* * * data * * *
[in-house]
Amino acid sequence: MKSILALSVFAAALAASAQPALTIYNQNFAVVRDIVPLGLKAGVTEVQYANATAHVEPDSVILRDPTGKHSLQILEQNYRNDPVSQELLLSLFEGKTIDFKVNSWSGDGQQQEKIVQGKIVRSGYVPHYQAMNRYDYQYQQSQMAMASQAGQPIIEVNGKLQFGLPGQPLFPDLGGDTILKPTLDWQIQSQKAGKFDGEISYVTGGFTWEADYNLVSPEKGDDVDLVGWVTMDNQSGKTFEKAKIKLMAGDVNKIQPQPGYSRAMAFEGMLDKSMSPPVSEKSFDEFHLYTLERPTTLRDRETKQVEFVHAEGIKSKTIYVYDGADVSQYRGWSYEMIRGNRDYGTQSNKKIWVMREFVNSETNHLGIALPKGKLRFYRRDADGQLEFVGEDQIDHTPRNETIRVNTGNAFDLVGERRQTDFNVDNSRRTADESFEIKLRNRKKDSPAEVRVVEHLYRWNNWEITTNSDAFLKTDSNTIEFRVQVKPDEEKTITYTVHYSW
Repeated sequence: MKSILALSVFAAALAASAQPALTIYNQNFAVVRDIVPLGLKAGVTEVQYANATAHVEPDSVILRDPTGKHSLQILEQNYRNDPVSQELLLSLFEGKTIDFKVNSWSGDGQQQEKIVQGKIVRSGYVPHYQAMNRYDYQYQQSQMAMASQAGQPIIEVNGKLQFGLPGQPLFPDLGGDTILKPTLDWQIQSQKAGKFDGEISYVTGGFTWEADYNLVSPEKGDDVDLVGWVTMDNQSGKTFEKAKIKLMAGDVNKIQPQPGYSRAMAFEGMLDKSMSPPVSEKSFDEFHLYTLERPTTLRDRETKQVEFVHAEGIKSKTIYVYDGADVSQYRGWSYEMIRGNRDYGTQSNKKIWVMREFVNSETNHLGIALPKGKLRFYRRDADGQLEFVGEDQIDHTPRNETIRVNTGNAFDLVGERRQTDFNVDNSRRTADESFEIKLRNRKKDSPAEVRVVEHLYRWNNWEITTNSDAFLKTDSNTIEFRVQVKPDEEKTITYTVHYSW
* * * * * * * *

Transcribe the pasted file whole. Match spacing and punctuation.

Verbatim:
[in-house]
Amino acid sequence: MKSILALSVFAAALAASAQPALTIYNQNFAVVRDIVPLGLKAGVTEVQYANATAHVEPDSVILRDPTGKHSLQILEQNYRNDPVSQELLLSLFEGKTIDFKVNSWSGDGQQQEKIVQGKIVRSGYVPHYQAMNRYDYQYQQSQMAMASQAGQPIIEVNGKLQFGLPGQPLFPDLGGDTILKPTLDWQIQSQKAGKFDGEISYVTGGFTWEADYNLVSPEKGDDVDLVGWVTMDNQSGKTFEKAKIKLMAGDVNKIQPQPGYSRAMAFEGMLDKSMSPPVSEKSFDEFHLYTLERPTTLRDRETKQVEFVHAEGIKSKTIYVYDGADVSQYRGWSYEMIRGNRDYGTQSNKKIWVMREFVNSETNHLGIALPKGKLRFYRRDADGQLEFVGEDQIDHTPRNETIRVNTGNAFDLVGERRQTDFNVDNSRRTADESFEIKLRNRKKDSPAEVRVVEHLYRWNNWEITTNSDAFLKTDSNTIEFRVQVKPDEEKTITYTVHYSW
Repeated sequence: MKSILALSVFAAALAASAQPALTIYNQNFAVVRDIVPLGLKAGVTEVQYANATAHVEPDSVILRDPTGKHSLQILEQNYRNDPVSQELLLSLFEGKTIDFKVNSWSGDGQQQEKIVQGKIVRSGYVPHYQAMNRYDYQYQQSQMAMASQAGQPIIEVNGKLQFGLPGQPLFPDLGGDTILKPTLDWQIQSQKAGKFDGEISYVTGGFTWEADYNLVSPEKGDDVDLVGWVTMDNQSGKTFEKAKIKLMAGDVNKIQPQPGYSRAMAFEGMLDKSMSPPVSEKSFDEFHLYTLERPTTLRDRETKQVEFVHAEGIKSKTIYVYDGADVSQYRGWSYEMIRGNRDYGTQSNKKIWVMREFVNSETNHLGIALPKGKLRFYRRDADGQLEFVGEDQIDHTPRNETIRVNTGNAFDLVGERRQTDFNVDNSRRTADESFEIKLRNRKKDSPAEVRVVEHLYRWNNWEITTNSDAFLKTDSNTIEFRVQVKPDEEKTITYTVHYSW